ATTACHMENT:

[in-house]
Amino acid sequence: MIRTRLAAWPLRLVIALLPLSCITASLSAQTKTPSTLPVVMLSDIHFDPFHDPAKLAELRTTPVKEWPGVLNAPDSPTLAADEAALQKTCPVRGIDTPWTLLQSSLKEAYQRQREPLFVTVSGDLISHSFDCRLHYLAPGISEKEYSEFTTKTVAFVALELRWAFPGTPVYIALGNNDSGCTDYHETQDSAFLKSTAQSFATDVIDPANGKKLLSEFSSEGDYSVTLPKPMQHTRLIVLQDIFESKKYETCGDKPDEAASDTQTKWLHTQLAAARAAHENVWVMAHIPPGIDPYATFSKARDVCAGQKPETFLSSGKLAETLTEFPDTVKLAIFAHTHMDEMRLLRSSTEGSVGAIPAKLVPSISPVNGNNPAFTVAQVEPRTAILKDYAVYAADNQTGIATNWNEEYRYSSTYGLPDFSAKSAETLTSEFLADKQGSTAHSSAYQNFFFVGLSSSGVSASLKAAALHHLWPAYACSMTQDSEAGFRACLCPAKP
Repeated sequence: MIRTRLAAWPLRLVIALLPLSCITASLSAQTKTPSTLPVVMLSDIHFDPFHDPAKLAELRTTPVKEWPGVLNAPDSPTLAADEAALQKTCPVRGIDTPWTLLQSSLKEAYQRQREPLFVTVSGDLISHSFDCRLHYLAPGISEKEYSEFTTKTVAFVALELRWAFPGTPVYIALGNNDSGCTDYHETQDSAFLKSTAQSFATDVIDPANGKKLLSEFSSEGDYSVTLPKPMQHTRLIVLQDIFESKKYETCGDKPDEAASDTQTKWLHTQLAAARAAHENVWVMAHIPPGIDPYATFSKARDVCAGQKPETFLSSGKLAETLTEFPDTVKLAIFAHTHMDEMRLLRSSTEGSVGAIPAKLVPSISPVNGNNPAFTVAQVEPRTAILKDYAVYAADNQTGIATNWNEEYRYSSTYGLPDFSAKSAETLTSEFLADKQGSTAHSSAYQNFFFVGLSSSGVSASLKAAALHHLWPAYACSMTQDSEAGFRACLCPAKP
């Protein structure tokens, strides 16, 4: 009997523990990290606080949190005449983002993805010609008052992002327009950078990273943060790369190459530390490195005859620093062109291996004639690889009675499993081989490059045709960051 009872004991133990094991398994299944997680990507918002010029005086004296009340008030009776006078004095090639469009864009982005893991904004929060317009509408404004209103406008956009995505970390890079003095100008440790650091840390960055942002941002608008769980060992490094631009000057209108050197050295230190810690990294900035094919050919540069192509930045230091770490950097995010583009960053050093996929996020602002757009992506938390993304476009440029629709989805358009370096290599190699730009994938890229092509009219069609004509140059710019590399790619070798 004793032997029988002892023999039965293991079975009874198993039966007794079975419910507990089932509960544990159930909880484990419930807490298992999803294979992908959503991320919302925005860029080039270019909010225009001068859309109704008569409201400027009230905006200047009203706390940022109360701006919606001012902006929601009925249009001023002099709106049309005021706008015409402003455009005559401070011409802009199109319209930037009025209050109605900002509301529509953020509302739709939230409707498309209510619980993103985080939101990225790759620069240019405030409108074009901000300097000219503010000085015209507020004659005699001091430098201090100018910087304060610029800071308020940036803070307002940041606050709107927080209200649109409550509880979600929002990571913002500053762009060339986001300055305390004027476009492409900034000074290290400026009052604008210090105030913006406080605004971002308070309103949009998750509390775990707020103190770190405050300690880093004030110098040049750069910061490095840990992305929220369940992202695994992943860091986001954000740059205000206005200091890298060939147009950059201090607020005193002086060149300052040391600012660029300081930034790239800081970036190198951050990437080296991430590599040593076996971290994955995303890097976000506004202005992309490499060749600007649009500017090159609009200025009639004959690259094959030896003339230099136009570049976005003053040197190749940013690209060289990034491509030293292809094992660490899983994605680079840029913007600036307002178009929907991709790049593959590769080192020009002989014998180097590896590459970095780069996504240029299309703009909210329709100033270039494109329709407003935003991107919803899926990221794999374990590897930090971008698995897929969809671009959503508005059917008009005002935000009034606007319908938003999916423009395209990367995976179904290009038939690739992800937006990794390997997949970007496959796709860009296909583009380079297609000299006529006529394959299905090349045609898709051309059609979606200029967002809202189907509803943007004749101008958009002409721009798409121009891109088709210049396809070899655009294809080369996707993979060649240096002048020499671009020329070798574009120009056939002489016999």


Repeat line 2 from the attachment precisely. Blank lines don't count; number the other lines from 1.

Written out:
Amino acid sequence: MIRTRLAAWPLRLVIALLPLSCITASLSAQTKTPSTLPVVMLSDIHFDPFHDPAKLAELRTTPVKEWPGVLNAPDSPTLAADEAALQKTCPVRGIDTPWTLLQSSLKEAYQRQREPLFVTVSGDLISHSFDCRLHYLAPGISEKEYSEFTTKTVAFVALELRWAFPGTPVYIALGNNDSGCTDYHETQDSAFLKSTAQSFATDVIDPANGKKLLSEFSSEGDYSVTLPKPMQHTRLIVLQDIFESKKYETCGDKPDEAASDTQTKWLHTQLAAARAAHENVWVMAHIPPGIDPYATFSKARDVCAGQKPETFLSSGKLAETLTEFPDTVKLAIFAHTHMDEMRLLRSSTEGSVGAIPAKLVPSISPVNGNNPAFTVAQVEPRTAILKDYAVYAADNQTGIATNWNEEYRYSSTYGLPDFSAKSAETLTSEFLADKQGSTAHSSAYQNFFFVGLSSSGVSASLKAAALHHLWPAYACSMTQDSEAGFRACLCPAKP